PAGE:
Born Healthy

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Born Healthy

The path to prosperity begins at birth. Children must be born into safe homes with families that are socially, emotionally and financially prepared to care for them.

Parents know that keeping a child safe and healthy is no small task, and doing so begins well before birth. A child’s healthy beginning depends on quality prenatal care. It continues after birth with pediatric care and a safe and healthy home environment with families that are prepared to support young children. Keeping our youngest children healthy is particularly important for the economic stability of lower-income families.

Preterm and low-weight births increase a child’s risk of mortality and later health and developmental problems.

Children who weigh below 5.5 pounds at birth are considered to have a low birth weight. Children born at moderately low birth weight (3.3 to 5.5 pounds) are more likely than normal birth weight children to have special healthcare needs, including increased need for medication, above-average use of health services and limitations on activity. Very low birth weight babies (less than 3.3 pounds) are at increased risk for chronic conditions such as respiratory problems, poor postnatal growth, cerebral palsy and infections.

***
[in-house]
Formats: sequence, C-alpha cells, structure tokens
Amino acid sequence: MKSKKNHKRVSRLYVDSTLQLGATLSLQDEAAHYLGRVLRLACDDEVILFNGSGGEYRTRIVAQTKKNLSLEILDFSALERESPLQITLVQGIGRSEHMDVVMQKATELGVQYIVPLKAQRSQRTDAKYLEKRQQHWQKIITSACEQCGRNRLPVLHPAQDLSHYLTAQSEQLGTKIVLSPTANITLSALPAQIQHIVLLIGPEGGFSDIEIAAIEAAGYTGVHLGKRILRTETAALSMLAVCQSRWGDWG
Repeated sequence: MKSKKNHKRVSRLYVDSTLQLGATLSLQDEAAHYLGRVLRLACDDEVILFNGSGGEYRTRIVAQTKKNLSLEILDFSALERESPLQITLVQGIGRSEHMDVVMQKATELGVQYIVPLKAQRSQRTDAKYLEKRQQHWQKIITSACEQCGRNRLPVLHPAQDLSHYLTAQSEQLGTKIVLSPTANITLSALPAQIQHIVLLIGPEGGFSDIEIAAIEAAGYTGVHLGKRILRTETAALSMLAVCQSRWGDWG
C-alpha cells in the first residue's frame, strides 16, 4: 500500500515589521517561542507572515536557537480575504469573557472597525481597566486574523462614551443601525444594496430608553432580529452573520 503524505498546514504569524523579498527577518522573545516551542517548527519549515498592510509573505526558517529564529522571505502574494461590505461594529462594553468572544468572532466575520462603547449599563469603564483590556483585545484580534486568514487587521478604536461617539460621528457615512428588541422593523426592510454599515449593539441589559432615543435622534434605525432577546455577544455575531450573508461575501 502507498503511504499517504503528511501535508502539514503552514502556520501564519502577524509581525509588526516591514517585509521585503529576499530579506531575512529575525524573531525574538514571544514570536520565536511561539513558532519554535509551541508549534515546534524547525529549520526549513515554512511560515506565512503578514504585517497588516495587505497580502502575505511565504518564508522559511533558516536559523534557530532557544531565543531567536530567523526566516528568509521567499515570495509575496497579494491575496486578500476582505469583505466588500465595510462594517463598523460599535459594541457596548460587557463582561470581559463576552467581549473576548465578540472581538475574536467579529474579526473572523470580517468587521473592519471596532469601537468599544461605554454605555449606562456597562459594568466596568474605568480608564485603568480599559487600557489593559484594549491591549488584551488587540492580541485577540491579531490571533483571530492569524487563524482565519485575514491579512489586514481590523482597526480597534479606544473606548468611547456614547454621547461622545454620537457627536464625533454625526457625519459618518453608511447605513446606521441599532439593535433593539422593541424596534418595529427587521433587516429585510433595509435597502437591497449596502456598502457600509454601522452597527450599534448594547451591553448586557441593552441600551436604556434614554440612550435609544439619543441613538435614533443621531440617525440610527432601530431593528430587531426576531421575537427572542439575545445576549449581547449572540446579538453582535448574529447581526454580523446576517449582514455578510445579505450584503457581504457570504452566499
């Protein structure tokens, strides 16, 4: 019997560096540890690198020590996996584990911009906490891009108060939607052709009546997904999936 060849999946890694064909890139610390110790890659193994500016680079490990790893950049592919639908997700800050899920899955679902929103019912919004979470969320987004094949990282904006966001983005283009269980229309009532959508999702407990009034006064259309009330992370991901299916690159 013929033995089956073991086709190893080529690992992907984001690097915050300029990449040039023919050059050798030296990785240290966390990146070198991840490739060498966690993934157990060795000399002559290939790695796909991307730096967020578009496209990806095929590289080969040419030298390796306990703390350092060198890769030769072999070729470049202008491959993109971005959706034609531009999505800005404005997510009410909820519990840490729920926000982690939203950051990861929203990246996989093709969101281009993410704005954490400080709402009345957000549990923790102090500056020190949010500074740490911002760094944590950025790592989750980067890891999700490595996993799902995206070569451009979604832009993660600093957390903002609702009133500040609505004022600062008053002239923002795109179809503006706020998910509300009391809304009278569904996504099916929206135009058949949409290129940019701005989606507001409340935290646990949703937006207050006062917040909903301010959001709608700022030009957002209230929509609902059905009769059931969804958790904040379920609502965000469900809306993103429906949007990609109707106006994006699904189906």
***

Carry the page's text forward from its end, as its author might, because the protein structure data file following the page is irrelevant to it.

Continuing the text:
These conditions can increase the need for special education and services.

Prenatal care received during the first trimester helps to promote healthy pregnancies. Care to pregnant women includes screening and management of a woman’s risk factors and health conditions, as well as education and counseling on healthy behaviors during and after pregnancy.

A parent’s level of educational attainment is an important indicator of present and future family well-being. Maternal education has been directly associated with children’s cognitive development, school achievement and grade retention. Research suggests social disadvantages associated with low educational attainment contribute to increased negative outcomes.

Teen pregnancy is associated with a range of adverse outcomes for teenage mothers and their children. These outcomes include lack of early and adequate prenatal care, an increased chance having a low-weight birth, increased chance of multiple births as a teen and higher risk of health problems for both mother and child. Teens who have a baby are also less likely to finish high school and are more likely to live below the poverty thresholds.